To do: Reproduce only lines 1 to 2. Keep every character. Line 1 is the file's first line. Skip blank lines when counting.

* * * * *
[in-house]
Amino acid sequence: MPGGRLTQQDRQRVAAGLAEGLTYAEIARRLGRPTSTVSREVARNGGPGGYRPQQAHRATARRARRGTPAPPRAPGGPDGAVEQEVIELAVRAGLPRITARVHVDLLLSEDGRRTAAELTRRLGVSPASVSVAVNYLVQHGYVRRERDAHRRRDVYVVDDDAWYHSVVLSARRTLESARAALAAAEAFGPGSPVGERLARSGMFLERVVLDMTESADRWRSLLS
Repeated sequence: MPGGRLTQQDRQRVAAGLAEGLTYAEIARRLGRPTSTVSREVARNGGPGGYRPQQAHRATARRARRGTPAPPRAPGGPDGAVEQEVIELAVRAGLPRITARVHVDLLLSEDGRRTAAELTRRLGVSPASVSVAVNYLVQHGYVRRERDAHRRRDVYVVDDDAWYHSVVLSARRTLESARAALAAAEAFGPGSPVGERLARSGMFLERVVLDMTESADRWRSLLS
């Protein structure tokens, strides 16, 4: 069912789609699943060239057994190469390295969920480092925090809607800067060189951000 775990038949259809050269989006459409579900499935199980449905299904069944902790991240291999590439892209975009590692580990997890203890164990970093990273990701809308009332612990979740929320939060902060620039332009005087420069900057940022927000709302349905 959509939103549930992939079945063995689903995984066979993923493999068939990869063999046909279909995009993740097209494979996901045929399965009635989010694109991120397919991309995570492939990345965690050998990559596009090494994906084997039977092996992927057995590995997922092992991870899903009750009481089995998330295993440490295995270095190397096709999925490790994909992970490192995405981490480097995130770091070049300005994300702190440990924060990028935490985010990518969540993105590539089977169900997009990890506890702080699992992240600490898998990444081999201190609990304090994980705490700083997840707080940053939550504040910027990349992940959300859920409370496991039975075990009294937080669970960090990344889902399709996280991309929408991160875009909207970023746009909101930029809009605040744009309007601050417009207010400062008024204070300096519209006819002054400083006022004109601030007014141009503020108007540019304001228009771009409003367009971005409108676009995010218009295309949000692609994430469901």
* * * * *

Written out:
[in-house]
Amino acid sequence: MPGGRLTQQDRQRVAAGLAEGLTYAEIARRLGRPTSTVSREVARNGGPGGYRPQQAHRATARRARRGTPAPPRAPGGPDGAVEQEVIELAVRAGLPRITARVHVDLLLSEDGRRTAAELTRRLGVSPASVSVAVNYLVQHGYVRRERDAHRRRDVYVVDDDAWYHSVVLSARRTLESARAALAAAEAFGPGSPVGERLARSGMFLERVVLDMTESADRWRSLLS